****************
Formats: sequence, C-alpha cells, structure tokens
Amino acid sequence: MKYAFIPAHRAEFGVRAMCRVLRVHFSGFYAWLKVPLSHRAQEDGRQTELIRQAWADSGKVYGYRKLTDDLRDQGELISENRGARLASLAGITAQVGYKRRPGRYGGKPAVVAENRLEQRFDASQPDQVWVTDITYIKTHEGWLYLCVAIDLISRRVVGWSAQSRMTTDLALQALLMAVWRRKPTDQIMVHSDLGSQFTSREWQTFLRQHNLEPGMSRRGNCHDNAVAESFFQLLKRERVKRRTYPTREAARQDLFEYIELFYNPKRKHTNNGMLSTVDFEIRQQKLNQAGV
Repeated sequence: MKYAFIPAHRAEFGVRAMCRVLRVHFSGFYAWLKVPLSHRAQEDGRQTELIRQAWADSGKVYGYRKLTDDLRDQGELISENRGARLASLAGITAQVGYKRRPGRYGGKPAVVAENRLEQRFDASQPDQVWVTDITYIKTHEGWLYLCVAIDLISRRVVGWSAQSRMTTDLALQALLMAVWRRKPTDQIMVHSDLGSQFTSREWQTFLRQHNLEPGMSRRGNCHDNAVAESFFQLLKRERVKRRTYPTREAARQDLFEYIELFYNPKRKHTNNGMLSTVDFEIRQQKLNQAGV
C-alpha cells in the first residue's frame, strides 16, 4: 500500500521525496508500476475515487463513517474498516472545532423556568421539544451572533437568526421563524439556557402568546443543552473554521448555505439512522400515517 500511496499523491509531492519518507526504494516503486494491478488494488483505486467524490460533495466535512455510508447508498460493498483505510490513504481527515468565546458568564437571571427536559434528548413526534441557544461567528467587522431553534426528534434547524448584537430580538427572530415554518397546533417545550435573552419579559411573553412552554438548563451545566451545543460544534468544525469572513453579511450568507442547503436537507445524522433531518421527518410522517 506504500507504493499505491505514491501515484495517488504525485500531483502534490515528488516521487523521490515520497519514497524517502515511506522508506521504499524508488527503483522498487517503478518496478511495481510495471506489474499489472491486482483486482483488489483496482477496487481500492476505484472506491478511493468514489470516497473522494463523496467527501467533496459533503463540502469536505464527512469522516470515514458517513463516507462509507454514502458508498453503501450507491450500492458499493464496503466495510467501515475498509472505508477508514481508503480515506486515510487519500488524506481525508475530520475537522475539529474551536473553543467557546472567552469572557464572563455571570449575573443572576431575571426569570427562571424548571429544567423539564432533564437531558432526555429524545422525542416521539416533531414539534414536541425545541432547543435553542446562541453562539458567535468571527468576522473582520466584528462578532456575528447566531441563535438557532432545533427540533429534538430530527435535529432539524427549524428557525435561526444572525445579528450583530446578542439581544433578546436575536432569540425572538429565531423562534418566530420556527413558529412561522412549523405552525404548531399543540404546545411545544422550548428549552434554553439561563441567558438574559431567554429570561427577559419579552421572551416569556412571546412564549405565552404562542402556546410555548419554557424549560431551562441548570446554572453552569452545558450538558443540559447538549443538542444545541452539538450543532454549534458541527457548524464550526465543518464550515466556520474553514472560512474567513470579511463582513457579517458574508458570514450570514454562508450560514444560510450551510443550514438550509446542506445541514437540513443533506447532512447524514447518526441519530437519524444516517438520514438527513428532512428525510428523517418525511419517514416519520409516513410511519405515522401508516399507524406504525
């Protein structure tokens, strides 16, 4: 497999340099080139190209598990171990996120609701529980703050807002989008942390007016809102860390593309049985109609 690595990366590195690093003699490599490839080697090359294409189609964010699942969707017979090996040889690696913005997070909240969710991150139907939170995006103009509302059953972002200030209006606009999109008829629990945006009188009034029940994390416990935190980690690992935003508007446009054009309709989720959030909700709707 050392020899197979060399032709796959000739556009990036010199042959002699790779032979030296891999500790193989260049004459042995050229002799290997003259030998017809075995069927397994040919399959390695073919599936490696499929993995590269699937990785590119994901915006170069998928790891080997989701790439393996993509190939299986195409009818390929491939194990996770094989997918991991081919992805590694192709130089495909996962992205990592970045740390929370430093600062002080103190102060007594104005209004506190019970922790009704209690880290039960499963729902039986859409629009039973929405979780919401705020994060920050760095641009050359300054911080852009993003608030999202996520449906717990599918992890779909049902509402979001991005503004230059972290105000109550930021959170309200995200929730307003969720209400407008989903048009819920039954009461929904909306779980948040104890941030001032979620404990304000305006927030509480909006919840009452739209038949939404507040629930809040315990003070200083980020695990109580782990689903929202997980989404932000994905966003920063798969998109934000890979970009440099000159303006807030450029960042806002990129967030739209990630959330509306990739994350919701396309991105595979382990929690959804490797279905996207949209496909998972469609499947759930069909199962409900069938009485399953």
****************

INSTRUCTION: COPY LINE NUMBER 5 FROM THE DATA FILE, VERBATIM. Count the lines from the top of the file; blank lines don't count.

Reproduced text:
């Protein structure tokens, strides 16, 4: 497999340099080139190209598990171990996120609701529980703050807002989008942390007016809102860390593309049985109609 690595990366590195690093003699490599490839080697090359294409189609964010699942969707017979090996040889690696913005997070909240969710991150139907939170995006103009509302059953972002200030209006606009999109008829629990945006009188009034029940994390416990935190980690690992935003508007446009054009309709989720959030909700709707 050392020899197979060399032709796959000739556009990036010199042959002699790779032979030296891999500790193989260049004459042995050229002799290997003259030998017809075995069927397994040919399959390695073919599936490696499929993995590269699937990785590119994901915006170069998928790891080997989701790439393996993509190939299986195409009818390929491939194990996770094989997918991991081919992805590694192709130089495909996962992205990592970045740390929370430093600062002080103190102060007594104005209004506190019970922790009704209690880290039960499963729902039986859409629009039973929405979780919401705020994060920050760095641009050359300054911080852009993003608030999202996520449906717990599918992890779909049902509402979001991005503004230059972290105000109550930021959170309200995200929730307003969720209400407008989903048009819920039954009461929904909306779980948040104890941030001032979620404990304000305006927030509480909006919840009452739209038949939404507040629930809040315990003070200083980020695990109580782990689903929202997980989404932000994905966003920063798969998109934000890979970009440099000159303006807030450029960042806002990129967030739209990630959330509306990739994350919701396309991105595979382990929690959804490797279905996207949209496909998972469609499947759930069909199962409900069938009485399953």